Bryan Garner, the American equivalent of the Académie française, has updated his Garner's Modern English Usage. It's the 5th edition (the first was published in 1998), and it opens with an exchange at a car rental counter over the use of 'may' versus 'can.' He writes, "Experiences like that one give me hope: they show that some people still care about our language, however misplaced their concerns might occasionally be."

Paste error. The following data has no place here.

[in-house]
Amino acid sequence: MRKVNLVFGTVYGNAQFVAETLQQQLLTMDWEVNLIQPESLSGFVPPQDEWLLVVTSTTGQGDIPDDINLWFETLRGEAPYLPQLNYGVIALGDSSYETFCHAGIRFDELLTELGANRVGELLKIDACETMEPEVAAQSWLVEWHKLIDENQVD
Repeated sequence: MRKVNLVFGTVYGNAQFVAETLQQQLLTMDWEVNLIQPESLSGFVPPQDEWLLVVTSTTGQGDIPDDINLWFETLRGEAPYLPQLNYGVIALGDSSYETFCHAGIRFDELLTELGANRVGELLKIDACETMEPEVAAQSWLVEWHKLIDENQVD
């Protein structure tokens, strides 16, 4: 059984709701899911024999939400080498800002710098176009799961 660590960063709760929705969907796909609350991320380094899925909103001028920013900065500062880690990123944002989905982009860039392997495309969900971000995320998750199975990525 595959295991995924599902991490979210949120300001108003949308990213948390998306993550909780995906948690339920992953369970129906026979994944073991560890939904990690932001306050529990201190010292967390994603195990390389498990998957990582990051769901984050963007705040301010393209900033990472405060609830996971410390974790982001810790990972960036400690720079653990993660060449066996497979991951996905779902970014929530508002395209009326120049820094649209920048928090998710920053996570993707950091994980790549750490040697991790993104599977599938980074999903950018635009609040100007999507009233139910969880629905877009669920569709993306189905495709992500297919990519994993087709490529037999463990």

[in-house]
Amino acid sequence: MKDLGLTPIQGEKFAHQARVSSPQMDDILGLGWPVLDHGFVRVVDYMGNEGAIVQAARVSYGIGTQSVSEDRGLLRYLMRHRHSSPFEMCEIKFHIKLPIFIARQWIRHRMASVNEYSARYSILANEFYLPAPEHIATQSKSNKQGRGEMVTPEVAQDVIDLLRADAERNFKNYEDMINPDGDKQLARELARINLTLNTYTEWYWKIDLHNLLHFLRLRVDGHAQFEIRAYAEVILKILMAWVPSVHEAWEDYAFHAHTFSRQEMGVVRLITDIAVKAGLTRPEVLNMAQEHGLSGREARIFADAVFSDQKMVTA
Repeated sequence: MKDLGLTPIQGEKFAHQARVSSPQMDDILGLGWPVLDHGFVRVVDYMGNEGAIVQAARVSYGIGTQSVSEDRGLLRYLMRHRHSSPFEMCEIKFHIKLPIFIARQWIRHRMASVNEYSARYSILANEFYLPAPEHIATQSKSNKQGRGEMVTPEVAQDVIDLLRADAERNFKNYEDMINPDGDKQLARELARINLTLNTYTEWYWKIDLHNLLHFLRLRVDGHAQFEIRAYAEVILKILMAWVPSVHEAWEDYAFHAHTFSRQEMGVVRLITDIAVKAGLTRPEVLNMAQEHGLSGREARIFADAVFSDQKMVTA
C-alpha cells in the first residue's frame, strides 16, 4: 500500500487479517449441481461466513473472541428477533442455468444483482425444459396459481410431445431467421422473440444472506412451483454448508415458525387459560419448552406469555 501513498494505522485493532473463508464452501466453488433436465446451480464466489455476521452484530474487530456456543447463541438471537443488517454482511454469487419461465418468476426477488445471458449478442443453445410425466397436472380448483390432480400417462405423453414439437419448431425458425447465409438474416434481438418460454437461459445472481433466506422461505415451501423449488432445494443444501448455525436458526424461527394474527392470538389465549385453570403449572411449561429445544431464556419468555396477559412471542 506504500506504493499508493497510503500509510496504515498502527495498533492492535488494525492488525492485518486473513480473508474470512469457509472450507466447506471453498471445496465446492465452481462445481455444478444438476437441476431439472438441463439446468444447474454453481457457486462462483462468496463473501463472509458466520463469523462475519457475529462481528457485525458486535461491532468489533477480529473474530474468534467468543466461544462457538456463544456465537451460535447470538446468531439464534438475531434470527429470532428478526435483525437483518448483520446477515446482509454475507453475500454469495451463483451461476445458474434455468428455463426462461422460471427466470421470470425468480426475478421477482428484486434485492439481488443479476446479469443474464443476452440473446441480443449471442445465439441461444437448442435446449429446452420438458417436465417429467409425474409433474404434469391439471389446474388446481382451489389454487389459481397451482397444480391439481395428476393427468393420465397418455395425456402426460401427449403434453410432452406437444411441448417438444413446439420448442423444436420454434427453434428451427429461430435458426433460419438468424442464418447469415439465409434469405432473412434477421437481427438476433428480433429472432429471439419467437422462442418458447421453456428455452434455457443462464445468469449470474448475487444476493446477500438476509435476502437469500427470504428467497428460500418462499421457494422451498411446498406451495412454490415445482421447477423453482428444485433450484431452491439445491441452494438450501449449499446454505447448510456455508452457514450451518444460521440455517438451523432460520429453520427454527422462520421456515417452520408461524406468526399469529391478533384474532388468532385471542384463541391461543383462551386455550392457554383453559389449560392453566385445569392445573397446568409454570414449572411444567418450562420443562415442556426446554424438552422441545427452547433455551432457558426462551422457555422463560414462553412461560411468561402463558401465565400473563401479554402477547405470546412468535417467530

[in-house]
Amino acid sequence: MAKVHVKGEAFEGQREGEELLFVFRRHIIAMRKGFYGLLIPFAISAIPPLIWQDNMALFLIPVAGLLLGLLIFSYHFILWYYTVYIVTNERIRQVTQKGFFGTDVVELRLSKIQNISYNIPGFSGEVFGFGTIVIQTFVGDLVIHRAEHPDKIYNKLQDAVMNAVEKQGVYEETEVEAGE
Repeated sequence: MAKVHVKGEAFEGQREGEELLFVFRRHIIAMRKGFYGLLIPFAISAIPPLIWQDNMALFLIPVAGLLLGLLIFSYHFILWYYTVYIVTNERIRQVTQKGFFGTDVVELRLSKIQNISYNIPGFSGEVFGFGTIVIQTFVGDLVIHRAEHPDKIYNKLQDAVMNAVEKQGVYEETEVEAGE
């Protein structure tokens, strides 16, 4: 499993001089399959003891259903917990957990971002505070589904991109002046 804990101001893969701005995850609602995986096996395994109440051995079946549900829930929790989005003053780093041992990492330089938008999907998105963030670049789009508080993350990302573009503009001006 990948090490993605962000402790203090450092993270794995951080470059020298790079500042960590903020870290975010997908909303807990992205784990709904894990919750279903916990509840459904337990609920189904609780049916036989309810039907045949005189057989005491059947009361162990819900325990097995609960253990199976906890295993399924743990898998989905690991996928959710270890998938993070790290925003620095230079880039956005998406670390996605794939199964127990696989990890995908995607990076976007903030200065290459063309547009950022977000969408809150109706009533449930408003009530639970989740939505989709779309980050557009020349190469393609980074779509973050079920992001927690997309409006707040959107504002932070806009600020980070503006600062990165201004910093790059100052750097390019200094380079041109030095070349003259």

If you don't follow debates about language and grammar closely, the bottom line is this: language changes all the time, which makes it hard to say what's right or wrong. However, we do need some guidance. Garner's Modern English Usage is an attempt to grapple with this contradiction in a very practical way. And it is important: your ability to use language correctly shows in every text, every email, every job application or interview. So yes, you can use 'disinterested' to indicate a lack of interest, but its misuse will be noticed by some listeners, so why not avoid it? Garner goes through every usage you've ever wondered about (internet or Internet?) and many you didn't (dilemma—a choice between two unpleasant or difficult alternatives—should not be used by slipshod extension for plight or predicament), word by word.
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